What does it all mean for the future of the global order?
The world will increasingly become multipolar with multiple power blocks with their own agendas.
Global Security Order
The global security order will remain American-led and will be bolstered by both Russian aggression and rising anxiety in Asia over the expansion of China’s international influence.
Global Economic Order
Bremmer predicts 2 outcomes based on China’s trajectory.
If China becomes the world’s largest economy and keeps growing, Chinese investments abroad and international demand for access to the Chinese market “will ensure a more multilateral trade order, with America’s push for strategic competition tempered by the hedging of European and Asian allies and a Chinese alignment for most of the developing world.”
China’s poor demographics, growing debt, growing inequality and protectionism in the developed and developing worlds can stall Chinese growth. Dominant regional powers around the world will then become important players in the trade.
The Climate Order
The climate order will be determined by a more diverse set of actors i.e. countries and non-states. Europe has set the pace on rulemaking and model-setting, and China and India will play the largest role in determining the level of carbon emissions in the coming decades.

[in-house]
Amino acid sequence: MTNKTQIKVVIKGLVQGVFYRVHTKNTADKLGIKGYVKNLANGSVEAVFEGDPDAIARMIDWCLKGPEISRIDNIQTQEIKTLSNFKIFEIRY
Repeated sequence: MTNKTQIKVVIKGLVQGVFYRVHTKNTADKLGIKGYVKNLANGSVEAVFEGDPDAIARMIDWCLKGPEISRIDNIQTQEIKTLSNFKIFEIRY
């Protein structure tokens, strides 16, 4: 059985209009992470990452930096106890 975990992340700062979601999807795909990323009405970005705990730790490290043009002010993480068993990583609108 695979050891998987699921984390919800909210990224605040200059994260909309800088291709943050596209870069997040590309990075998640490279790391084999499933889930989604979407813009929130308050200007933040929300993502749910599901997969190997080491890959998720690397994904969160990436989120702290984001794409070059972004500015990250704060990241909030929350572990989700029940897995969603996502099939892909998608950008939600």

The US and China are the dominant players through the largest technology companies that have sovereignty and rule-making power in the virtual world. Ian calls this the technopolar world.
The evolution of this technopolar order depends on the governance models of these companies and how they interact with governments. There are 3 likely scenarios:
If the tech companies side with their respective governments, a US-China technology Cold War becomes likely.
If they continue to pursue global growth strategies and don't align with the governments, we’ll see a more multipolar globalist digital order.
If the digital space itself becomes the most important arena of great power competition, and if the power of governments erodes, relative to the power of tech companies, then the digital order itself will become the new dominant global order. In that case, we’ll have to consider the technology companies as central actors in 21st-century geopolitics.
You can listen to the full talk here 👇
Estimating India’s Green GDP
GDP-based growth accounting can't capture the impact of climate change. Green GDP takes this into account. This article attempts to provide estimates of Green GDP for India by using a comprehensive methodology of Green GDP estimation which includes environmental pollution cost, resource depletion cost and savings of resources and the environment.